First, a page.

Sylvester Vaughns gets angry when he hears "newcomer black folks" complain about having their children bused out of integrated neighborhoods into predominantly black schools.

"They like to feel as if they've made it, that they're over the hill and to hell with the rest of you all," he said. "Well listen, brother, we were here first and we went through hell to get things where they are."

With those words Vaughns, a former head of the Prince George's County NAACP, summed up the dispute that his erupted between county blacks following the signing of an agreement last week to reduce school busing in integrated county neighborhoods.

The controversy reflects the marked change that has occurred in the county's black population since the early 1970s and centers on two personalities. One is newly elected NAACP leader Willian R. Martin, a chemist-turned-politician who is one of a growing number of professional blacks who have moved into formerly all-white county neighborhoods in the last 10 years. And the other is Vaughns, a militant county employe who remembers the "separate and unequal days" of the county school system, and opposes any changes in the busing plan.

Vaughns attended an all-black elementary school in Charlotte, N.C., in the 1940s that received hand-me-down books from all-white schools.

Every fall, he said, he and other black children had to leave school early to pick cotton in nearby fields while white children were allowed to remain in school.

"I felt cheated," he said recently. "I vowed to myself that my children wouldn't have to go through that."

So when he, his wife and four children moved to Prince schools that were in 1966 and found schools that were reminiscent of those of his youth, he decided to do something about it.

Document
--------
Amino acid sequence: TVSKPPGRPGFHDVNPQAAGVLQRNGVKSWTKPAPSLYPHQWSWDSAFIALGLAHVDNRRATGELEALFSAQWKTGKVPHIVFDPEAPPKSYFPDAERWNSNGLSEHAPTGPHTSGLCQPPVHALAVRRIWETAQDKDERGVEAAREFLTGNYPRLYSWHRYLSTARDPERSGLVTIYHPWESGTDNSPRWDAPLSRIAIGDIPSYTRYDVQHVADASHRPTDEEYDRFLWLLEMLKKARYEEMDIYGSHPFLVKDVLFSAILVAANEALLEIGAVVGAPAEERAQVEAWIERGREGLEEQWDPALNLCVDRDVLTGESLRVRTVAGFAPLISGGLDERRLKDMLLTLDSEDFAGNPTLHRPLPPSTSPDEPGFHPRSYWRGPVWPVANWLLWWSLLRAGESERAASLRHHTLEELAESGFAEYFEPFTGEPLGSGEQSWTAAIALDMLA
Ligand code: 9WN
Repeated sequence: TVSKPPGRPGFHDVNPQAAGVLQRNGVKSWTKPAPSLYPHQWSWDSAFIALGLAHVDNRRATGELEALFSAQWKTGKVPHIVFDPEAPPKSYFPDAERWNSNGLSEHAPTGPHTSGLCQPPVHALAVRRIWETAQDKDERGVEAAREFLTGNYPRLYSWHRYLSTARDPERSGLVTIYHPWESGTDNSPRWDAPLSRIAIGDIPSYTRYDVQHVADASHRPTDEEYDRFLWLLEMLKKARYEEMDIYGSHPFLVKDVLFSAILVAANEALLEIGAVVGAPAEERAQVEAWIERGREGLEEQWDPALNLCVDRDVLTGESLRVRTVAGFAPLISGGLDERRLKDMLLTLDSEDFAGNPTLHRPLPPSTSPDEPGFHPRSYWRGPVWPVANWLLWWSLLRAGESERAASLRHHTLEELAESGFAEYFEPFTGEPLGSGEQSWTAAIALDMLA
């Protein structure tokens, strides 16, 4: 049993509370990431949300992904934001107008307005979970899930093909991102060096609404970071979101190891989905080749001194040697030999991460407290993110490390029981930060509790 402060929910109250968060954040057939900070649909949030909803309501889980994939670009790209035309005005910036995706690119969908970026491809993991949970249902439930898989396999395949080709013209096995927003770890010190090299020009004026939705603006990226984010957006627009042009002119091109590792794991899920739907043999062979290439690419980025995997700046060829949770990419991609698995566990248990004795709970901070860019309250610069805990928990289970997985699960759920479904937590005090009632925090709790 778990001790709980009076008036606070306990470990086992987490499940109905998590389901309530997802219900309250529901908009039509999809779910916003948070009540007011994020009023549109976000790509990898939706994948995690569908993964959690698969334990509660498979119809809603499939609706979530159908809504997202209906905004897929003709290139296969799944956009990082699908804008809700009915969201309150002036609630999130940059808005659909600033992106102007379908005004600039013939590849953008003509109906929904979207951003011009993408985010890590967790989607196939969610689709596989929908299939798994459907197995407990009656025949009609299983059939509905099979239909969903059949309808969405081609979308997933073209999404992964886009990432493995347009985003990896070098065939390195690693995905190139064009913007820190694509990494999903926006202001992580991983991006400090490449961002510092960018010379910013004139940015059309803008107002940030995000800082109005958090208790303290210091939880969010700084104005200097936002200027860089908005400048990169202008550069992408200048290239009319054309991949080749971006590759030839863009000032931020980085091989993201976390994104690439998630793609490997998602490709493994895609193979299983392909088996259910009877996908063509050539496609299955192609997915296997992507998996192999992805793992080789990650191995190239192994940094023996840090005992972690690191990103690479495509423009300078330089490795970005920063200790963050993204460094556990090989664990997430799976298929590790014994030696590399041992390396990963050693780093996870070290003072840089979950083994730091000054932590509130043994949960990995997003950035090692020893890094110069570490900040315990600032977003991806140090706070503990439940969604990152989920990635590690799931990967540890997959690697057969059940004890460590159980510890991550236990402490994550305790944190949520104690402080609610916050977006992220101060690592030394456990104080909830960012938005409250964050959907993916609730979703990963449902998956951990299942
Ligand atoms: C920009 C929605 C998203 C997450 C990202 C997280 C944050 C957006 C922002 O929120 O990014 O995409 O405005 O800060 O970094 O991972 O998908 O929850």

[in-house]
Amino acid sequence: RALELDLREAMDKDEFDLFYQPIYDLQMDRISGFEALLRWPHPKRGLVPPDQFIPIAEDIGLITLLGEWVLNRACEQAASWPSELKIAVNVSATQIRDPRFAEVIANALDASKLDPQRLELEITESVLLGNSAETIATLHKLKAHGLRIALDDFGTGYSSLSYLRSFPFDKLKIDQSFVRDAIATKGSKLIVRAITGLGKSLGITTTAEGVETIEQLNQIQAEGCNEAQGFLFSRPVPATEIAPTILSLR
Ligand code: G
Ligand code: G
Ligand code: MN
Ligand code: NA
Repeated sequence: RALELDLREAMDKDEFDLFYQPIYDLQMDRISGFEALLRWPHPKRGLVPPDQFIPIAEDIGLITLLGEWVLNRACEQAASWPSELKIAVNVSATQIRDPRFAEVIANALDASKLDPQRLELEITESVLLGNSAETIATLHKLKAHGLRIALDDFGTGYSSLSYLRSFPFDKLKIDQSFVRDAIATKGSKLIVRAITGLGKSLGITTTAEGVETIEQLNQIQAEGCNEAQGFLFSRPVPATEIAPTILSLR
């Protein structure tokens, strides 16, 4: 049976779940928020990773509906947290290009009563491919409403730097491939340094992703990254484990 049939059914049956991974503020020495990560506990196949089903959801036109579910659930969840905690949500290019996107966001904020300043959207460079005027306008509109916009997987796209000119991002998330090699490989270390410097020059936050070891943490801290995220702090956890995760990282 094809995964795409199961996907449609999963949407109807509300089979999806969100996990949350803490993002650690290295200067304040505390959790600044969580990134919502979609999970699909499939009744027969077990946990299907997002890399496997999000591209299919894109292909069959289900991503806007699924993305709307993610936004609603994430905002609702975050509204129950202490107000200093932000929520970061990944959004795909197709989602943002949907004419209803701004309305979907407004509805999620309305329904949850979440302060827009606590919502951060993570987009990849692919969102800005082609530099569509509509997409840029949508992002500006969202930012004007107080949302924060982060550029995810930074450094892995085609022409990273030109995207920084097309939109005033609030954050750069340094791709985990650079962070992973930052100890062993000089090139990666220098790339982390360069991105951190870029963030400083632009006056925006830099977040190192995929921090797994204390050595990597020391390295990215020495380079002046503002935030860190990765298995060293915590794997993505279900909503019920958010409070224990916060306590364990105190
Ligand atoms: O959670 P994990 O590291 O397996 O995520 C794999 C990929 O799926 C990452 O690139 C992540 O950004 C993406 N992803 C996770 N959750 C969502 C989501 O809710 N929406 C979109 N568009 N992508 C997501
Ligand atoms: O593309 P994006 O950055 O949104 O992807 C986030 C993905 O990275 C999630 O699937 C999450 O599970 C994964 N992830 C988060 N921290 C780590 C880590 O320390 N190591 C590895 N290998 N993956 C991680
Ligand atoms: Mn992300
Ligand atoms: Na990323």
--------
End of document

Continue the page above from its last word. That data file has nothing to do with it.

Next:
He became one of the plaintiffs in a court suit in 1973 that led to mandatory busing to achieve racial integration in the county schools.

"We probably would've had to wait till kingdom come before the school system would've done anything," he said.

He said Martin underestimated the power of the "inner Beltway clique," which is opposed to the new agreement and also misjudged how sensitive longtime black county parents are to to the struggle that led to the 1973 suit.

"The phone calls and letters were absolutely filthy," he said, referring to reaction from some white residents to the court suit. "It scared hell out of me sometimes but just went to show how racist the county was. The blacks who moved in after busing don't understand how much of a landmark the court case was."

Between 1973 and 1978 Vaughns headed the local chapter of the NAACP, which until Martin's election, consistently opposed any changes in the busing plan despite the county's shifting demographics.

School Board Chairman Norman H. Saunders said he approached Vaughns "on numerous occasions" to discuss busing problems in the integrated "middle-crescent," where many black children board buses every day to attend black schools.

Saunders said the former NAACP leader was "totally unreceptive."

"Damn right, I was," Vaughns said. "If you start changing busing patterns in one area, you affect the whole county. You're going to get further segregation in the inner-Beltway areas and I don't trust any county school board to guarantee equal resources between all-white and all-black schools."

The reason, Vaughns said, included his own Carolina experience as a child and "a healthy suspicion" that developed soon after busing began in Prince George's

He said Kent Junior High School was all-back prior to 1973. For years Kent parents had asked the school system to repair windows, paint walls and provide other urgent repairs. But to no avail.

"Then one day, the weekend before busing was to begin," Vaughns said, "I got a call from a janitor at Kent, who asked me to come to the school immediately.I went and saw repairmen all over the place, putting new tables and chairs in. They made the school look like it was brand new.

"I know for a fact," he went on, stroking his beard, "that if schools become all-back and all-white, the whites are going to get better treatment. It's just as simple as that."

Vaughns, an administrative assistant in the county's licensing and permits department, moved to Palmer Park in 1966. He said the neighboerhood was all-white then and that "people were peeping out of windows up and down the block" when he first moved in.

"White flight doesn't bother me a bit," he said. "They can run but they sure can't hide."

Then, moving imaginary busloads of children around a coffee table representing the metropolitan area, he said, "The best thing is to have an area-wide busing plan. The problem isn't that there's too much busing, but too little.

"The plan should involve the District, Montgomery, P.G. and Northern Virginia. There's no such thing as a neighborhood school anymore, intergrated or segregated.

"It's the make-up of the whole jurisdiction that matters," he said. "That's what the Supreme Court said and that's what I say."